symphony

oboe

banjo

popular

piano

Correct answer:

oboe

Explanation:

A "guitar" and a "lute" are both stringed instruments, just as a "clarinet" and an "oboe" are both woodwind instruments. 

Example Question #1 : Analogies: Determining Meaning From Type Of Relationship

Syllable is to word as buckle is to __________.

Possible Answers:

belt

fasten

snap

latch

secure

Correct answer:

belt

Explanation:

A syllable is a component of a word, a single unit of sound. We say that words are comprised of a number of syllables; therefore, we could write a bridge sentence like, “Just as a syllable is part of a word, so is a buckle part of a X.” While a buckle could be said to latch, snap, fasten, or secure, it is a part of none of these words. It is a part of a belt, which is a whole thing that has a buckle on it; therefore, this is the best option among those provided.

Example Question #2 : Part And Whole

Pane is to window as phase is to __________.

Possible Answers:

portion

procedure

temporary

electrical

episode

Correct answer:

procedure

Explanation:

The pane of a window is the glass portion that is placed in the window’s frame. It is not the whole window but merely part of it; therefore, you could write a bridge sentence like, “As a pane is part of a window, so a phase is part of a X.” A phase is a portion of some undertaking or procedure. For instance, a project could be said to be in “Phase 1,” “Phase 2,” “Phase 3,” etc, depending on how much of it has been completed thus far. A procedure is like a plan or outline for a project, and it can be broken up into phases.

Example Question #1 : Part And Whole

Nail is to finger as crown is to __________.

Possible Answers:

head

arrogant

regal

aristocratic

ceremony

Correct answer:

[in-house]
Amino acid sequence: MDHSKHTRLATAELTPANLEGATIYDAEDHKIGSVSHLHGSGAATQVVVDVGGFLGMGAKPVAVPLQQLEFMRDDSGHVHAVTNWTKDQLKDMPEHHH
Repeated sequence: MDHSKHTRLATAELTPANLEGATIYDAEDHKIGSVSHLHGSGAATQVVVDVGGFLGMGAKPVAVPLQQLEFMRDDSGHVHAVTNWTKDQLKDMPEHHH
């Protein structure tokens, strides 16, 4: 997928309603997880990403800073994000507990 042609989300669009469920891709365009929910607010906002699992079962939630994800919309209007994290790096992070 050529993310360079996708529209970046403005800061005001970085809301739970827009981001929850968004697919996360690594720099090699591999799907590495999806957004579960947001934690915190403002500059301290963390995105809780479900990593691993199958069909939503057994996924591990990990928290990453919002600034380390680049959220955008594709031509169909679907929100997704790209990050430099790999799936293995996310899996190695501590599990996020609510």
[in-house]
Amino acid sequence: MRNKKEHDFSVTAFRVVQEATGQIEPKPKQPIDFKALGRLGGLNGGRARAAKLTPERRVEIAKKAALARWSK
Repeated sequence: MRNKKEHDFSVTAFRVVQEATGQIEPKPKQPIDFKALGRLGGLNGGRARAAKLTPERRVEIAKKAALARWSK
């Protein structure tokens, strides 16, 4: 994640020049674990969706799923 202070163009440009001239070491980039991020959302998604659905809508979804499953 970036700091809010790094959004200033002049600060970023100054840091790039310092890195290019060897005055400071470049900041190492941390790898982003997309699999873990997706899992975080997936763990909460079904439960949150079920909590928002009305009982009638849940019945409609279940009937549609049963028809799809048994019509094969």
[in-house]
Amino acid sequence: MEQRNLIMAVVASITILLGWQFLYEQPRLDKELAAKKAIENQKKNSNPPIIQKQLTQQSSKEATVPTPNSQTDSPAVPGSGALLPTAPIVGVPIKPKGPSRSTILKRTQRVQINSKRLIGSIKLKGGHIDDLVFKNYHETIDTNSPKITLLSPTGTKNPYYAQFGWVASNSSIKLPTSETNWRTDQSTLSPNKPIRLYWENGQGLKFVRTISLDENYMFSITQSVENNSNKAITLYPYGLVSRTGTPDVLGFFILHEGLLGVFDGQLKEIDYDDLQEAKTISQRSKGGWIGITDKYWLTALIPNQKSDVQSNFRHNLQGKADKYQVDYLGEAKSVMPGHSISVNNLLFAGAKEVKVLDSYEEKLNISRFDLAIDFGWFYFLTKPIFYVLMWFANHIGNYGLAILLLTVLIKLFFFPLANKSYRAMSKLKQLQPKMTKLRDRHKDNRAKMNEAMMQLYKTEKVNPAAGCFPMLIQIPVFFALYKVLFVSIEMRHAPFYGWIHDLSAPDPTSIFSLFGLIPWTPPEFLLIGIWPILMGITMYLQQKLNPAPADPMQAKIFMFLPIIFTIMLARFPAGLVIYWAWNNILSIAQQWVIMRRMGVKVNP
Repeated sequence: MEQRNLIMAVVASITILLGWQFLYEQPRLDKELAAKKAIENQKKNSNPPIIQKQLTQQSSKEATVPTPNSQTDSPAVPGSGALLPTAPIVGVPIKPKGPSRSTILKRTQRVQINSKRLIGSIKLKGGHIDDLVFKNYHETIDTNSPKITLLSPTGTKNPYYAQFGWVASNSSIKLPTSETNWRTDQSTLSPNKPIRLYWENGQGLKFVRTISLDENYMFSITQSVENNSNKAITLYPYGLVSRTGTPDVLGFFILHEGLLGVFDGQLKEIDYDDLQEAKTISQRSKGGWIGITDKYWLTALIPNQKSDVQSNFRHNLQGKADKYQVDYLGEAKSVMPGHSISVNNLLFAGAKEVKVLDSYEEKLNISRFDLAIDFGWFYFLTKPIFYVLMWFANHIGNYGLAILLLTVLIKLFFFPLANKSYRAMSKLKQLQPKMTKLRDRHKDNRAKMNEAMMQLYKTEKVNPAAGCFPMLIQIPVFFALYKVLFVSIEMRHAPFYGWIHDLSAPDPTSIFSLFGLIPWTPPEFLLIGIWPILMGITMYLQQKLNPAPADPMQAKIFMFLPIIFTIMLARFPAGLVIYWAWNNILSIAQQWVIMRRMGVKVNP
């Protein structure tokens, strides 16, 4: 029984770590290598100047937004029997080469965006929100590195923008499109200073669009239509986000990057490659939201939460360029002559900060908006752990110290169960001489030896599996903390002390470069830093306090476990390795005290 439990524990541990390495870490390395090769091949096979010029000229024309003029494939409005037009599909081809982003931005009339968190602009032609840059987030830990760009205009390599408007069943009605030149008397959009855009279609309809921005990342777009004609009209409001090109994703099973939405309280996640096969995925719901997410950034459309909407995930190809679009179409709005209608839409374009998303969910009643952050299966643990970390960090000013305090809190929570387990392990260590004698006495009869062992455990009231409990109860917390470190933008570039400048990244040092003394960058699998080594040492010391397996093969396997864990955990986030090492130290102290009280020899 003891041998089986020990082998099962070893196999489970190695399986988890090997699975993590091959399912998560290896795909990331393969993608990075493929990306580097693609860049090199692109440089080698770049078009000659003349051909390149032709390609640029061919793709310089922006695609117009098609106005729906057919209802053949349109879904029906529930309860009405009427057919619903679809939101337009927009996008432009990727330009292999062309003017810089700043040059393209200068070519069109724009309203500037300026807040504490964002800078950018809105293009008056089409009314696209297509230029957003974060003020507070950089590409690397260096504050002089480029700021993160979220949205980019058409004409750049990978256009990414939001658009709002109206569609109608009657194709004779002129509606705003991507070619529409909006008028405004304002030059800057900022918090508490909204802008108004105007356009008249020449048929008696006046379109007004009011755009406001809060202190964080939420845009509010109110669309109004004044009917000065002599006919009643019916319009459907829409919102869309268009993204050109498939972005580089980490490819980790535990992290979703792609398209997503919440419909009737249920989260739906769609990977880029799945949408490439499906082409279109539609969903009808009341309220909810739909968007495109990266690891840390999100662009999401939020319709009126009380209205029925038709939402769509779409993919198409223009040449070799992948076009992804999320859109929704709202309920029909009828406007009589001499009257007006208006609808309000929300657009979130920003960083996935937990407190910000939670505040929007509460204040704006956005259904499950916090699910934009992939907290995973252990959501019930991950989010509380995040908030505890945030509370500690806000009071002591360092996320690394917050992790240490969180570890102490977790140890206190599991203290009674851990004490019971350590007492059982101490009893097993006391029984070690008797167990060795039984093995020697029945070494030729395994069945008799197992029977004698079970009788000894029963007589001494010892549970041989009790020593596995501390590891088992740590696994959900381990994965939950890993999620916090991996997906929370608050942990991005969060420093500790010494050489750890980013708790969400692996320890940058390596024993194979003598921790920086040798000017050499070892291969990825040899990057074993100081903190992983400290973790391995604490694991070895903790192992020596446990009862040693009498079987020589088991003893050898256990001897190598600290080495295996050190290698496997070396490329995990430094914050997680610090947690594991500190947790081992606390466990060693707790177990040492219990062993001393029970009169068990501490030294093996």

head

Explanation:

While not all buildings have domes, all domes are placed upon the tops the buildings that have them. The best way to express this analogy is, “As a dome is on the top of a building, so is a capital on top of X.” While “capital” can mean the main city of nation or state, it likewise can mean the “head” of a column. Think of the columns that you have seen on some buildings. On the ends, there are designed “pedestals” of differing characters. These are the “capitals” on the columns. Just as a dome is on the top of a building, so is a capital on the top of a column. Do not be fooled by the other options that are tempting because of their general relationships to “capital.” None of them work correctly in the analogy.

Example Question #1 : Part/Whole, Part/Part, Example/Category, And Cause/Effect

Dome is to building as capital is to __________.

Possible Answers:

city

money

column

legislature

suburb

Correct answer:

column

Explanation:

While not all buildings have domes, all domes are placed upon the tops the buildings that have them. The best way to express this analogy is, “As a dome is on the top of a building, so is a capital on top of X.” While “capital” can mean the main city of nation or state, it likewise can mean the “head” of a column. Think of the columns that you have seen on some buildings. On the ends, there are designed “pedestals” of differing characters. These are the “capitals” on the columns. Just as a dome is on the top of a building, so is a capital on the top of a column. Do not be fooled by the other options that are tempting because of their general relationships to “capital.” None of them work correctly in the analogy.